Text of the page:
Biology researchers seek to protect endangered plants

Biologists Michelle Afkhami and Joshua Fowler are part of a team studying how microbes impact native plants in the imperiled Florida scrub ecosystem.
Joshua Fowler
Joshua Fowler, a postdoctoral research associate in the College of Arts and Sciences, is one of the biologists involved in a native plants study in the University of Miami Greenhouse. Photo: Joshua Prezant/University of Miami

In Florida, as little as 15 percent of the unique ecosystem known as the Florida scrub remains due to human land use. The ecosystem, which occurs in sandy patches throughout the state, has the highest number of endemic species—those found nowhere else in the world—in the southeastern United States. Many of the endemic plants are now endangered species.

As part of an effort to protect the Florida scrub, biologists in the University of Miami’s College of Arts and Sciences are studying how microbes that live in its soil can impact the health and distribution of native plants. The plants include highlands scrub hypericum (Hypericum cumulicola), wedge-leaved button-snakeroot (Eryngium cuneifolium), and Florida jointweed (Polygonella basiramia), all of which are listed as federally endangered species.

“Our goal is to try to understand why plant species occur in different places on the Florida landscape and how much of that is driven by the soil microbiome,” explained Michelle Afkhami, an associate professor of biology and one of the principal investigators of the study, which is funded by the National Science Foundation (NSF). “A fundamental question in ecology is: Why do species occur where they do? This matters a lot because if you’re trying to predict what will happen with climate change or other human impacts in a changing world, you need to understand what factors are driving why species are where they currently are.”

Gwen Pohlmann, Michelle Afkhami, and Joshua Fowler in the University of Miami Greenhouse. Photo: Joshua Prezant/University of Miami
Gwen Pohlmann, Michelle Afkhami, and Joshua Fowler in the University of Miami Greenhouse. Photo: Joshua Prezant/University of Miami

A better understanding of the microbiome could aid in efforts to conserve and restore the Florida scrub. Many people are familiar with the idea of microbes living in the human body, but microbes exist almost everywhere, including in plants, Afkhami explained.

To measure the impacts of the soil microbiome, the team collected soil samples from 30 different patches of Florida scrub at the Archbold Biological Station, a field research station located about 140 miles northwest of Miami. Each patch has different environmental features, which the scientists believe have created different microbial characteristics. In the University of Miami Greenhouse, the researchers have planted native plant species in pots containing these differing microbiomes. By comparing the growth of plants with and without different soil microbiomes, the team aims to measure the effects of the microbes.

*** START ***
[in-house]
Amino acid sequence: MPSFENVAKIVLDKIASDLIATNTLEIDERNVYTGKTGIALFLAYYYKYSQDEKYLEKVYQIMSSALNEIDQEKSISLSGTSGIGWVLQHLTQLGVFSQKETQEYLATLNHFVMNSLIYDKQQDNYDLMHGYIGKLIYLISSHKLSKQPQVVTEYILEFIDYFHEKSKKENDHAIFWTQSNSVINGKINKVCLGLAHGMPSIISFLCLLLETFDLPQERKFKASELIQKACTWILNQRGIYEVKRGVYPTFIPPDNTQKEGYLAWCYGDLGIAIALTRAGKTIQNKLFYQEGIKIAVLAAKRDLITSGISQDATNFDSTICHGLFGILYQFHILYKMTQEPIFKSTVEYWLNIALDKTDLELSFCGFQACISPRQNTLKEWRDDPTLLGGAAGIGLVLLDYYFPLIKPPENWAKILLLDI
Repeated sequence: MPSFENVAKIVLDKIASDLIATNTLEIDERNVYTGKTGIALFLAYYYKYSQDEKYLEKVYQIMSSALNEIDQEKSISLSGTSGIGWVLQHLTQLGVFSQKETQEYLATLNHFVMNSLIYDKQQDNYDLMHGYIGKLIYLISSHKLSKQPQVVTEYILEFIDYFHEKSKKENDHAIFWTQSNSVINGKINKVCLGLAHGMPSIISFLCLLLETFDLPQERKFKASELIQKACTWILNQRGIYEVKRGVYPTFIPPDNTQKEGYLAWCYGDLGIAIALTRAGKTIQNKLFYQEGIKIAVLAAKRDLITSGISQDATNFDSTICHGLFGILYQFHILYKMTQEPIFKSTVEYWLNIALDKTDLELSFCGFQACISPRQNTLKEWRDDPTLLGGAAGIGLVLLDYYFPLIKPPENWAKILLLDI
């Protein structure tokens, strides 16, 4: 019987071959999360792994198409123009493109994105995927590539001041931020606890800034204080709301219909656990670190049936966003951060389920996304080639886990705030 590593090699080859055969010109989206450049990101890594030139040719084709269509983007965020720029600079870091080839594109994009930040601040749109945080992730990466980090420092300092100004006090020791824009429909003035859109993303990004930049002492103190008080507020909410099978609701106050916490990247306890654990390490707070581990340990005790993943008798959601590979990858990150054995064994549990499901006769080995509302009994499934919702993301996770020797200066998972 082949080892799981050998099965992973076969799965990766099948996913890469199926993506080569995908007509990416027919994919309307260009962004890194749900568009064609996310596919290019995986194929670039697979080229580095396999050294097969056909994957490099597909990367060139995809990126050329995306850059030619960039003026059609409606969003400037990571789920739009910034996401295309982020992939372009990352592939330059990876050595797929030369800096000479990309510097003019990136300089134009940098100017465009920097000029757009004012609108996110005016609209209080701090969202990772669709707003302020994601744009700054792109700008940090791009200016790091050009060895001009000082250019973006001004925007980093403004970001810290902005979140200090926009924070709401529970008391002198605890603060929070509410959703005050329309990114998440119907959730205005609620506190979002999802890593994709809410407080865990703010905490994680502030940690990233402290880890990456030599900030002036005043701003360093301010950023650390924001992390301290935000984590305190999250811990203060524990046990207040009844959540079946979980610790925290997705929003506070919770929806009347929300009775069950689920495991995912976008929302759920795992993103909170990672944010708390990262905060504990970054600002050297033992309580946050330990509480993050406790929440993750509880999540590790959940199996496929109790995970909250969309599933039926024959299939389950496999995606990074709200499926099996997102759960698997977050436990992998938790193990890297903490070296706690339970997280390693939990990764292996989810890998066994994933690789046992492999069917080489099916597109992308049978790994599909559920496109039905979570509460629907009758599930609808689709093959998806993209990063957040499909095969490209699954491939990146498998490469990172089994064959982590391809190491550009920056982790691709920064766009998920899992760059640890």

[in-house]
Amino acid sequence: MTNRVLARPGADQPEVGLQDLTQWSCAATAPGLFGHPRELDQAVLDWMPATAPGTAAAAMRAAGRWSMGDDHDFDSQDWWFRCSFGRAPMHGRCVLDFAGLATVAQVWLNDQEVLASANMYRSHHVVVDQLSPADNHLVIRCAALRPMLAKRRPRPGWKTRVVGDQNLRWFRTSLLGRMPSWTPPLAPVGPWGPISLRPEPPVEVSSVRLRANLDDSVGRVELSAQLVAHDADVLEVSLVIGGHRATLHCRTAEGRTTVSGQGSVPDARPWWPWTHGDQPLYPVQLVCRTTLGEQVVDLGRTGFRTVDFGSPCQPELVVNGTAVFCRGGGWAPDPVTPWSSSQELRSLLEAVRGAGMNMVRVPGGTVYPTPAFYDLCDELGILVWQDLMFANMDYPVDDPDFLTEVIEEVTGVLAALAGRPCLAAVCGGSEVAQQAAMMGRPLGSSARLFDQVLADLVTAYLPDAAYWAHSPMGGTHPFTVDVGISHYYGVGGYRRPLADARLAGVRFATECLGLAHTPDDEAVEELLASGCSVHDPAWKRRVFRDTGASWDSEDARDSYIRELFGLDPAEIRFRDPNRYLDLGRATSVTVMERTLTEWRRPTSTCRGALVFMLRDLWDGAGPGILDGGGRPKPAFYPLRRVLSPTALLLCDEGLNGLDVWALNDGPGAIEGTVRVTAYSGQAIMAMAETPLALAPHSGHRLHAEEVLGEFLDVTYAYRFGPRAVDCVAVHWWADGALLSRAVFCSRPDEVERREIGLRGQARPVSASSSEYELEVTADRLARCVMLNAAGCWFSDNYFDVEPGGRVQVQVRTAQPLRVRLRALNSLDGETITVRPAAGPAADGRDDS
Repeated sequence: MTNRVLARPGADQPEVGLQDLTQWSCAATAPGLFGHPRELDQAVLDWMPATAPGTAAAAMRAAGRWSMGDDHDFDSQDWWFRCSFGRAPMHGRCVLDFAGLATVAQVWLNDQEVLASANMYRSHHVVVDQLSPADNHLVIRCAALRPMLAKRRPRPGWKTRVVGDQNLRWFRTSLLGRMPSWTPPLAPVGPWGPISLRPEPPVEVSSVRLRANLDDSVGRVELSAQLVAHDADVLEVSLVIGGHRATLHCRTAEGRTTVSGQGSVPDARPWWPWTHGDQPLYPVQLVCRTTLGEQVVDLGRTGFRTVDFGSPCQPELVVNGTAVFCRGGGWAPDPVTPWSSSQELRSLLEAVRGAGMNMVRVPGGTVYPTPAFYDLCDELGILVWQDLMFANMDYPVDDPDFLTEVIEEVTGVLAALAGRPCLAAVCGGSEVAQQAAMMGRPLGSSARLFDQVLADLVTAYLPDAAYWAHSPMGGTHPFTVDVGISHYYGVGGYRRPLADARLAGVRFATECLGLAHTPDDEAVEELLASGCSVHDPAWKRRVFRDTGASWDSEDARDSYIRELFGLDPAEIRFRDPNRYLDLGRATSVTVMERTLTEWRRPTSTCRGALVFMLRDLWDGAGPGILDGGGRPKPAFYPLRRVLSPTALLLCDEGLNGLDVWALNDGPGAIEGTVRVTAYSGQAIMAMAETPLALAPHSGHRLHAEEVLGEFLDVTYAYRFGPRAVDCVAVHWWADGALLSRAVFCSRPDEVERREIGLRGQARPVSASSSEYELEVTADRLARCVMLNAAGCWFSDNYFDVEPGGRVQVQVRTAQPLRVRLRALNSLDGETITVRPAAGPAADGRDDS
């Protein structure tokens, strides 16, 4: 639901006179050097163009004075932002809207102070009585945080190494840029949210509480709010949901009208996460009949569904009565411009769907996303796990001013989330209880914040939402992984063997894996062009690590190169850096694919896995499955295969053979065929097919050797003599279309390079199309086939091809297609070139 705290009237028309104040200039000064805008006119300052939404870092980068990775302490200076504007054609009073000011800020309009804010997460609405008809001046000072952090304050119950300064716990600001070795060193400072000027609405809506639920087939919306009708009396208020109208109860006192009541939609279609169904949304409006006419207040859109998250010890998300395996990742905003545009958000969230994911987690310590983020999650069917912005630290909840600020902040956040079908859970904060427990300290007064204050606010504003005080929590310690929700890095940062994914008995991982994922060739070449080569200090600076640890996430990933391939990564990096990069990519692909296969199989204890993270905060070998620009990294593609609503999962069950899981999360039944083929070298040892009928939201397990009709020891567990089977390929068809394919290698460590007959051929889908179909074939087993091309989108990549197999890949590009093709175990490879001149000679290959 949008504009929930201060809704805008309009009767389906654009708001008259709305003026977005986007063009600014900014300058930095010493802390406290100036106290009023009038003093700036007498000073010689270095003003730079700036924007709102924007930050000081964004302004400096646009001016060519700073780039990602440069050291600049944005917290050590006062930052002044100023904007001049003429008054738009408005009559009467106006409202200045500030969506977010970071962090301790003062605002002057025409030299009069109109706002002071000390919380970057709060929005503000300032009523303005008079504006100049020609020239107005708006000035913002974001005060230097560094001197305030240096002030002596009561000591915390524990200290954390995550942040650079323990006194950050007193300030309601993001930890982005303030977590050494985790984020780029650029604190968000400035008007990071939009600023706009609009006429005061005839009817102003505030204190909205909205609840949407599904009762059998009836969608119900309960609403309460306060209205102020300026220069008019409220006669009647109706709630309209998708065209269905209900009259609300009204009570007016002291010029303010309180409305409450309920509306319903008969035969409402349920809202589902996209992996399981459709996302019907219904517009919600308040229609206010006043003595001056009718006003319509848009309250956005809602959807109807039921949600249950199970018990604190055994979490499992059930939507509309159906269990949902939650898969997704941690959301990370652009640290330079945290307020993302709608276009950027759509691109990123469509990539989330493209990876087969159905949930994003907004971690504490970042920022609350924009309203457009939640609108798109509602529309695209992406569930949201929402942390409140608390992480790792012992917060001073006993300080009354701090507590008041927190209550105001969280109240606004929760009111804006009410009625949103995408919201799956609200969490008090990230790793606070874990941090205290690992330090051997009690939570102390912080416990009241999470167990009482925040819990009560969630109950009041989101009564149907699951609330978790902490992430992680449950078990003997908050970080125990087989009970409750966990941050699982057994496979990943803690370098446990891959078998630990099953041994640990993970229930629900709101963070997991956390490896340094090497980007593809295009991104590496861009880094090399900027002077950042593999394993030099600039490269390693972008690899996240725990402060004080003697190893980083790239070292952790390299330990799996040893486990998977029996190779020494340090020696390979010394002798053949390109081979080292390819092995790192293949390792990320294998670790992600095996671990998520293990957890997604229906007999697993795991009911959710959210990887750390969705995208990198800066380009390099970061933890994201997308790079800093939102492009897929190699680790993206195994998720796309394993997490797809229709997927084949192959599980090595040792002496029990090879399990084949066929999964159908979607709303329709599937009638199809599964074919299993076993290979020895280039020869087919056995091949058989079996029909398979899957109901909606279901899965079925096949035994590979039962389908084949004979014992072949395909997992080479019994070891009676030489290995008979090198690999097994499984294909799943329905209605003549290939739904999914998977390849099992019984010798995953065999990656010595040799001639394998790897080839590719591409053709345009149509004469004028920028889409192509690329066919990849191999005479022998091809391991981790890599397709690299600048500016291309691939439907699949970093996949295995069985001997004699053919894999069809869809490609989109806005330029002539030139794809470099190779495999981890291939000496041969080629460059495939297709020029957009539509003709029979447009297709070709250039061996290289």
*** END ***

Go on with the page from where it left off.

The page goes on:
“We’ve found that the microbiome is actually really important for the persistence of plant species on the landscape, so if you alter the microbiome, you could be impacting whether these species can persist,” Afkhami said.

Christopher Searcy
Christopher Searcy Photo: Nicole Curtin

The study is a collaboration between Afkhami and Christopher Searcy, an associate professor of biology, along with Joshua Fowler, a postdoctoral research associate, and Gwen Pohlmann, a post-baccalaureate research associate.

This research has also spurred a related study, led by Fowler, that focuses on microbes in soil that is found in former citrus groves. The sandy, well-drained soils of the Florida scrub, which support so many native plants, also provide ideal conditions for citrus trees. In the past, Florida’s citrus industry converted this habitat into groves. Yet today, with the citrus industry declining, conservationists want to restore the Florida scrub.

Fowler’s research compares microbes in soil from the Florida scrub to microbes from active and fallow citrus groves to evaluate how the citrus groves impact the microbiome.

“People are starting citrus restoration and thinking about how we can steer soil microbiomes toward something that would better support the performance of native plants and biodiversity in general,” Fowler explained.

To pursue this study, Fowler was recently awarded the Archbold Biological Station’s David S. Maehr Florida Wildlife Corridor Applied Science Fellowship, which is made possible through the support of Bellini Better World. The study is part of a broader effort to conserve a wildlife corridor that connects native habitats across Florida. Fowler is collaborating with researchers from the Florida Fish and Wildlife Conservation Commission and the Archbold Biological Station, as well as private landowners.

The studies in the University greenhouse are not the only ones in the Department of Biology that may help to restore some of Florida’s natural habitats. Other researchers are actively involved in studies that have implications for environmental protection.

“There is a lot of interesting research going on throughout the department that’s trying to address this reality of human and natural ecosystems co-occurring and how we restore habitats,” Afkhami said. “A lot of the ecosystems in South Florida have amazing, unique biodiversity, but also are highly imperiled because we have such large human populations.”